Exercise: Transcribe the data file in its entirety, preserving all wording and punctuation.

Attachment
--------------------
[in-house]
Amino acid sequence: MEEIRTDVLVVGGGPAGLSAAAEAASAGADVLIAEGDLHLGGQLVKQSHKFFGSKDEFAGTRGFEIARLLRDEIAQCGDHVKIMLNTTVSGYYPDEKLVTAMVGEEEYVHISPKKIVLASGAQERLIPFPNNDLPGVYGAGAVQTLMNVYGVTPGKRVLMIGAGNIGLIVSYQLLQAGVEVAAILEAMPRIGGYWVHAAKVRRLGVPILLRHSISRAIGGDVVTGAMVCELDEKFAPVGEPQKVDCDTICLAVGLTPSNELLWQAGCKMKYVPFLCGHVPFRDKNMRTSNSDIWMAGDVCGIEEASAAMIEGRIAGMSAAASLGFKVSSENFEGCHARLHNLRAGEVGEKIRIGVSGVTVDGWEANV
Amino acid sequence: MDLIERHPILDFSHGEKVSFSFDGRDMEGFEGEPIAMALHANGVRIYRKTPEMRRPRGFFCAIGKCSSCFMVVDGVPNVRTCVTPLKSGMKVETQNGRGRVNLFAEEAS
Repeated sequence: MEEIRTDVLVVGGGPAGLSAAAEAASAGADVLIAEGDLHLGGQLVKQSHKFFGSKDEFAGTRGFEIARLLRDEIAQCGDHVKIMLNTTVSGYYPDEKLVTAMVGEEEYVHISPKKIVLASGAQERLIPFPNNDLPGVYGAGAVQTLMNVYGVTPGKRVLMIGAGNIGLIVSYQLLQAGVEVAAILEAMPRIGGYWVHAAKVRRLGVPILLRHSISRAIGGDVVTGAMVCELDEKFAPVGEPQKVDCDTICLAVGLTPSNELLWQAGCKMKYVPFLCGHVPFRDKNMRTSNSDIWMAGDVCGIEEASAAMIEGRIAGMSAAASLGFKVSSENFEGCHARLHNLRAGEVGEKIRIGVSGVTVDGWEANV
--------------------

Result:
[in-house]
Amino acid sequence: MEEIRTDVLVVGGGPAGLSAAAEAASAGADVLIAEGDLHLGGQLVKQSHKFFGSKDEFAGTRGFEIARLLRDEIAQCGDHVKIMLNTTVSGYYPDEKLVTAMVGEEEYVHISPKKIVLASGAQERLIPFPNNDLPGVYGAGAVQTLMNVYGVTPGKRVLMIGAGNIGLIVSYQLLQAGVEVAAILEAMPRIGGYWVHAAKVRRLGVPILLRHSISRAIGGDVVTGAMVCELDEKFAPVGEPQKVDCDTICLAVGLTPSNELLWQAGCKMKYVPFLCGHVPFRDKNMRTSNSDIWMAGDVCGIEEASAAMIEGRIAGMSAAASLGFKVSSENFEGCHARLHNLRAGEVGEKIRIGVSGVTVDGWEANV
Amino acid sequence: MDLIERHPILDFSHGEKVSFSFDGRDMEGFEGEPIAMALHANGVRIYRKTPEMRRPRGFFCAIGKCSSCFMVVDGVPNVRTCVTPLKSGMKVETQNGRGRVNLFAEEAS
Repeated sequence: MEEIRTDVLVVGGGPAGLSAAAEAASAGADVLIAEGDLHLGGQLVKQSHKFFGSKDEFAGTRGFEIARLLRDEIAQCGDHVKIMLNTTVSGYYPDEKLVTAMVGEEEYVHISPKKIVLASGAQERLIPFPNNDLPGVYGAGAVQTLMNVYGVTPGKRVLMIGAGNIGLIVSYQLLQAGVEVAAILEAMPRIGGYWVHAAKVRRLGVPILLRHSISRAIGGDVVTGAMVCELDEKFAPVGEPQKVDCDTICLAVGLTPSNELLWQAGCKMKYVPFLCGHVPFRDKNMRTSNSDIWMAGDVCGIEEASAAMIEGRIAGMSAAASLGFKVSSENFEGCHARLHNLRAGEVGEKIRIGVSGVTVDGWEANV